Massages

When people have back pain, they often book the earliest massage. The truth is, when you’re in pain, a massage may help in some cases and hurt in others, depending on the cause of the back pain. For instance, the lower back may feel tight because of a muscle spasm occurring in an unstable region. A massage to this area without truly assessing the source and the reason for its tightness can inhibit the body’s way of protecting itself and cause more instability, thereby causing more pain.

Back pain and aging

No matter how many birthdays you celebrate, back pain should not become a normal part of aging. As we age, it‘s true that we can become more susceptible to certain types of painful back conditions. However, with all of the treatment options available today, back pain does not have to be a part of the aging process.

Anyone experiencing back pain is encouraged to consult a health care professional to assess your specific needs and identify a course of action that’s right for your specific condition.

Sources:
https://www.chiropractic.on.ca/public/your-back-health/5-things-back-pain/
http://www.huffingtonpost.com/2014/04/20/back-pain-_n_5126343.html
http://www.healthline.com/health/herniated-disk#Overview1
http://www.knowyourback.org/Documents/9myths.pdf
http://www.nhs.uk/Conditions/Slipped-disc/Pages/Treatment.aspx

 

Plantar Fasciitis (Foot Pain)

Our Feet are our Foundation – What can you do about foot/heel pain?

Most people can identify with taking the first few steps out of bed in the morning and feeling a searing pain in the bottom of their foot. It appears to get better when further steps are taken. It can come back often if you are on your feet for long periods of time, or at the end of the day. You can also experience it during or after exercise; such as running, or with weight changes; such as with pregnancy.

If you have had this foot pain, you are not alone. We have all had this issue at one time or another. It is part of the charm of being human and upright, bearing our full body weight on our feet.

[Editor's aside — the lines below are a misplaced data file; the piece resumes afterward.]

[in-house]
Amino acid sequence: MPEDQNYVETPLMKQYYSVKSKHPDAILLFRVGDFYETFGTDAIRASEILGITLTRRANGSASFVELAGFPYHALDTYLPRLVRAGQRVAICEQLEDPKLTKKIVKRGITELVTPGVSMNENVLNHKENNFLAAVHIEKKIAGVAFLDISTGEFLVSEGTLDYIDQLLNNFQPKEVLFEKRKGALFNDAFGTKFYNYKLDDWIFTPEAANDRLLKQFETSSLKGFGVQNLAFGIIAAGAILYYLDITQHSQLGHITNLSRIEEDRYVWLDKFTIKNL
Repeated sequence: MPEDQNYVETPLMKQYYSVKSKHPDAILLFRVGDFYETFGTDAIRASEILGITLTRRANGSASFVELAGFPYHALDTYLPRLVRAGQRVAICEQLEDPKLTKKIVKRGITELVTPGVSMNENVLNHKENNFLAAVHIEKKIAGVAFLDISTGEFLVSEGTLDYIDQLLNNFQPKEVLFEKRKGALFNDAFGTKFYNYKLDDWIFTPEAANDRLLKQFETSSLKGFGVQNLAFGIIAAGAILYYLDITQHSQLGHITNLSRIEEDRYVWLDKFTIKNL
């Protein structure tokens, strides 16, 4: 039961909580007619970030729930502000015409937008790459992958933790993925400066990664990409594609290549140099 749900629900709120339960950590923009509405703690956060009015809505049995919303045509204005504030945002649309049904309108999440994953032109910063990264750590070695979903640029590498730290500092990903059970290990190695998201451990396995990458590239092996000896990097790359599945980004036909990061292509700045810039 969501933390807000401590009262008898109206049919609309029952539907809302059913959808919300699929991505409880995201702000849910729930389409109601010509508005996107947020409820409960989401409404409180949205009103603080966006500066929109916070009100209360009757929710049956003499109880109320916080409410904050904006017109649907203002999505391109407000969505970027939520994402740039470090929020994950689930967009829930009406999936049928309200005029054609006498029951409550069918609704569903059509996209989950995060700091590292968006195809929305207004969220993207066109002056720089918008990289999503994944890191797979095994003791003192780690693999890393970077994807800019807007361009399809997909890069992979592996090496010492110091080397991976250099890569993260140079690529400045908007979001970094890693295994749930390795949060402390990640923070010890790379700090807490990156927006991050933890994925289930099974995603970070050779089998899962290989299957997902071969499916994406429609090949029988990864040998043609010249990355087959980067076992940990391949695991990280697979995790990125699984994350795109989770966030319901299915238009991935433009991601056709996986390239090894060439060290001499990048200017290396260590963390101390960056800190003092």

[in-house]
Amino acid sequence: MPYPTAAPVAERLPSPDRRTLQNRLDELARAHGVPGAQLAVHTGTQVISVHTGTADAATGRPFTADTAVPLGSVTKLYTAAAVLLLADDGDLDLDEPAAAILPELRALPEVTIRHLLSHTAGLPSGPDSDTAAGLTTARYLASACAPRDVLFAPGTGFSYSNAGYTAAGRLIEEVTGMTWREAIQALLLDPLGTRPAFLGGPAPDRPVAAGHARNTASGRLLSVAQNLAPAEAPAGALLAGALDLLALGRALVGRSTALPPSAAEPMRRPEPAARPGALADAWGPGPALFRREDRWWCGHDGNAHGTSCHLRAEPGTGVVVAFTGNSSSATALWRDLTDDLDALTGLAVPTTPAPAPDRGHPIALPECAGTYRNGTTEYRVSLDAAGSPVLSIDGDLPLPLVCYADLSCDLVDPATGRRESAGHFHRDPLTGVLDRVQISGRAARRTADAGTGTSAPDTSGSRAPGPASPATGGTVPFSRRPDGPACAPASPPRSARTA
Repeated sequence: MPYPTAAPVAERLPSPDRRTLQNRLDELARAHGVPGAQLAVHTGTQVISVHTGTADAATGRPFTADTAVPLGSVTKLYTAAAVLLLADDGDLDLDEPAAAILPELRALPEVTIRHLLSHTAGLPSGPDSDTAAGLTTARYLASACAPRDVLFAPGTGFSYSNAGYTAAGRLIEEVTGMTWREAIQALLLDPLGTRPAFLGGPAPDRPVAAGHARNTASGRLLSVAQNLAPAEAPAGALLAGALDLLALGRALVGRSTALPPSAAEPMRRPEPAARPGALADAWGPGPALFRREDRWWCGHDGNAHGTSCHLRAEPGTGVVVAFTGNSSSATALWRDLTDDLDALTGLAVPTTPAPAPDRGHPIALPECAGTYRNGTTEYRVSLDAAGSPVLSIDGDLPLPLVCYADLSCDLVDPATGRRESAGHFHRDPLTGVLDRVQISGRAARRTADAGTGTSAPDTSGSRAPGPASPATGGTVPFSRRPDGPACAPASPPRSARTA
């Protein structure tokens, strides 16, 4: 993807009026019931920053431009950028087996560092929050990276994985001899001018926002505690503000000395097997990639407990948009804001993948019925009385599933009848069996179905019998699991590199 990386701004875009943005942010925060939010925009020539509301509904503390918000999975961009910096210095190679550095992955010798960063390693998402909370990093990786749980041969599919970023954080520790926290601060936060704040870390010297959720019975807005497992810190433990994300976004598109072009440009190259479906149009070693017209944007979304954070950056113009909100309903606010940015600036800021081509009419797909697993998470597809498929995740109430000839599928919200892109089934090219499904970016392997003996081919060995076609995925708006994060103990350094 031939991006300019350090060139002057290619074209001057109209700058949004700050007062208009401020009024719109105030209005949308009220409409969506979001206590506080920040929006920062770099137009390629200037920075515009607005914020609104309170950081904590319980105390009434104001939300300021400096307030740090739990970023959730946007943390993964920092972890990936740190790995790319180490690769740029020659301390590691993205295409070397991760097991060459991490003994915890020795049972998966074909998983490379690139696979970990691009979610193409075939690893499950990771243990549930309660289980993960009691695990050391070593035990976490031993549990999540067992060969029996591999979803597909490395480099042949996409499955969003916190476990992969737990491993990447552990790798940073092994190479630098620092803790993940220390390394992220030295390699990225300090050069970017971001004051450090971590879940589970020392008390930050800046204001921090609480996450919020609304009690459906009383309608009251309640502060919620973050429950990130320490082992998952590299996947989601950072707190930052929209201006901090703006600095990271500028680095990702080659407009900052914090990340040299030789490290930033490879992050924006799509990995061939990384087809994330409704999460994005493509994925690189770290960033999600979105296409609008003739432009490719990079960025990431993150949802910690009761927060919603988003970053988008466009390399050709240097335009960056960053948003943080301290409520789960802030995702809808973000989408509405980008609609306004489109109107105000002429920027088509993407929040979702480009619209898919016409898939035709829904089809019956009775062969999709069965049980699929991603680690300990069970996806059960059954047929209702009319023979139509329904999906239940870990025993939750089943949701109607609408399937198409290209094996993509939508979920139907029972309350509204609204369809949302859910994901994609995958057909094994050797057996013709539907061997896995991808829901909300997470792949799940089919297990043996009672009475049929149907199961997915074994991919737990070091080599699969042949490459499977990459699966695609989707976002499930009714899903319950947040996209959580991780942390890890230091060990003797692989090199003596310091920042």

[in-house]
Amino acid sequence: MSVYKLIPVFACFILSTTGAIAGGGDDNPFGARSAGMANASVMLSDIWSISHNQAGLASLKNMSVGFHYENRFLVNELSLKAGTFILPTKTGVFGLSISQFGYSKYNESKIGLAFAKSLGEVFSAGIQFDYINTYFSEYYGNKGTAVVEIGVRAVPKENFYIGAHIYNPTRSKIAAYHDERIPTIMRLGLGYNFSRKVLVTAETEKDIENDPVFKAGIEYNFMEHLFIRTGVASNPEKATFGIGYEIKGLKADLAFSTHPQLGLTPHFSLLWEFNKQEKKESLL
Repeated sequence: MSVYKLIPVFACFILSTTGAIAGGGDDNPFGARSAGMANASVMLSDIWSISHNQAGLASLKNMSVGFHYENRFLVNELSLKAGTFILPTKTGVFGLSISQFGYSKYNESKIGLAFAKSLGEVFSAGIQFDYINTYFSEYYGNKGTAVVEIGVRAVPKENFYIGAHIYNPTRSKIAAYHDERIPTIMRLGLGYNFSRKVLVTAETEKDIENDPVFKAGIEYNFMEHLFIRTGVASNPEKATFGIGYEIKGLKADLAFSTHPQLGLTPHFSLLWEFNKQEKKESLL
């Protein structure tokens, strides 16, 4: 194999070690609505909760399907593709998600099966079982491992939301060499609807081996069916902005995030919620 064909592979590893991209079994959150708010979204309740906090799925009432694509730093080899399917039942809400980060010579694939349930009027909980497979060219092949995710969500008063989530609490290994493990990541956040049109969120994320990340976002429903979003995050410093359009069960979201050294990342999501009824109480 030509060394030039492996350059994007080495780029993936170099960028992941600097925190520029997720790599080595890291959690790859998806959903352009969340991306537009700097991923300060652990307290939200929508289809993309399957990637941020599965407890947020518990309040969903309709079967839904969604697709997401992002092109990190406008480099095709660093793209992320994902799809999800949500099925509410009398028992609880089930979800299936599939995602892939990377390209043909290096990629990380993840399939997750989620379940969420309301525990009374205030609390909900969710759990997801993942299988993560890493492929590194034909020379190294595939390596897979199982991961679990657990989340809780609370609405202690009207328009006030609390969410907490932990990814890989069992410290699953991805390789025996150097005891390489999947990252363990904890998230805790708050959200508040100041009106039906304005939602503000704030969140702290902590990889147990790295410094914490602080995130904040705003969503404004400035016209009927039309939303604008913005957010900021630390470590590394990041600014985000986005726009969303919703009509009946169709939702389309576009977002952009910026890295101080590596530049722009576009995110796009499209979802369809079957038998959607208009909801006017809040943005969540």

The clinical name is Plantar Fasciitis pronounced (PLAN-ter fash-ee-EYE-tis) or Plantar Fasciosis, if it has been around for a while.

What is plantar fasciitis and why does it happen?

The plantar fascia is a band of tissue (ligament) in the bottom of our foot that connects the heel bone to the toes. Its job is to support our foot when we stand, walk or run. When we bear the full weight of our body on our feet it exerts an immense amount of force through this ligament. Excessive force can cause the plantar fascia to overstretch from the toes into the heel, much like a thick elastic band. If the strain continues enough, it then pulls on the heel causing small micro tears. These tears lead to pain and swelling. However, your body is an amazing machine, and it will try to repair itself. The constant tugging at the heel bone can cause a boney growth to form on the bottom of the heel bone. This is called a bone spur, and can be detected by an x-ray. Most people forget that bone is a living, growing tissue in our body. It continually changes based on the forces you apply to it. So if the plantar fascia is constantly pulling on the heel bone, more bone will form to support that extra force. It will attempt to strongly attach the fascia to the heel bone to prevent it from pulling the tendon right off of the bone. Our bodies are truly amazing!